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A Parent's Guide to Graduate Jobs: How You Can Help Your Child Get a Job After Uni [Paperback]

Paul Redmond
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Product Description

Review

Designed to help parents have a positive impact on their child's future job prospects. --Bookseller Buyer's Guide

From the Back Cover

With nearly one million young people unemployed, your child is graduating into a fiercely competitive job market. Employers no longer have to fight over talented candidates; instead they sift through hundreds of impressive graduate CVs for each vacancy.

Inside discover how to help your child:
- Choose the right course and university
- Land key internships
- Find jobs to apply for
- Excel at interviews and assessment centres

A Parent's Guide to Graduate Jobs tells you what you need to know to beat the competition and get your child a job.

About the Author

Paul Redmond is Head of Careers & Employability at Liverpool University, and is acknowledged as 'a leading expert on the graduate recruitment market'. He has extensive media experience with the Guardian and BBC, and lectures worldwide on the graduate labour market.

Excerpt. © Reprinted by permission. All rights reserved.

Part 1

A paren't guide to the 21st century graduate job market


Part 1 provides you with a brief introduction to the world of work - not just any work: graduate work. It reveals how the psychological contract between employers and employees has been rewritten, and shows you why your child's career will be very different from your own.

You'll discover the four types of graduate jobs; how these relate to one another, and the forces which are reshaping post-crunch economies.

We'll also touch on the world of 'employability' - the buzz word that is the key to graduate success.

1. The New World of Work

Over the past few years, the world of work has changed beyond recognition. Gone are the old certainties that characterised the pre-credit crunch economy. Not only are jobs today less secure, they're subject to ever-accelerating forces of change. The combined forces of globalisation, technology and changing demographics are transforming the workplace.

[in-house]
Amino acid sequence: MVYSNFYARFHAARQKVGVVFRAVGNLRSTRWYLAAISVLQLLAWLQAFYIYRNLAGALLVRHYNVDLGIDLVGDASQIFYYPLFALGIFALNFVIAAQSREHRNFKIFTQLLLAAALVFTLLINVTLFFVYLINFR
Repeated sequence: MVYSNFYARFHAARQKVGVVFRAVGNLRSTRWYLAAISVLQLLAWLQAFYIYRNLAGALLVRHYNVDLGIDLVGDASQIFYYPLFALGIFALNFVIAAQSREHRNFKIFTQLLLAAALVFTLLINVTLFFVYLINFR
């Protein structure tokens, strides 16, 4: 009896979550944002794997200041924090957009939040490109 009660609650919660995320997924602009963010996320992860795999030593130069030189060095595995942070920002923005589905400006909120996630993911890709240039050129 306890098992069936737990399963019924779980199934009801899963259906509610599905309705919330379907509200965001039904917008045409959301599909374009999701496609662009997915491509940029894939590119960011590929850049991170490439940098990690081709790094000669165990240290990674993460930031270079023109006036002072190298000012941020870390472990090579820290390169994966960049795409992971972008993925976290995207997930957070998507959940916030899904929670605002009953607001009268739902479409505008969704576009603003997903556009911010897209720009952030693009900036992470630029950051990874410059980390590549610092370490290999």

From an employment perspective, organisations in both the public and private sectors have seen widespread changes. Companies have become flatter, with layers of middle-management stripped out entirely or outsourced to other organisations (frequently located overseas). At the same time, new technology has enabled work practices to be transformed. Once, people were given the responsibility and time to develop their own specialism. Today, it's common practice for people to work in multi-disciplinary teams where specialists are replaced by groups of people working together to solve short-term projects.

All these changed are having a profound impact on jobs and careers. Gone are the days of the 'job for life', the upwardly mobile career path, the guaranteed pay increments, carriage clocks and gilt-edges pension schemes. All these benefits were brought to an abrupt end with the credit crunch. In their place has emerged a new and aggressive marketplace consisting of customers and clients.

"Employers are now customers; employees the salespeople. Employees used to work for their employers, often for life. From now on, they'll work with them - for as long as they're needed."

The characteristics of this marketplace are clear to see: short-term contracts, endemic job insecurity, digitisation, global competition and multiple career paths. Once, it was possible to plan and manage your career. In the future, you'll only know what your career was when you look back at it when it's over.


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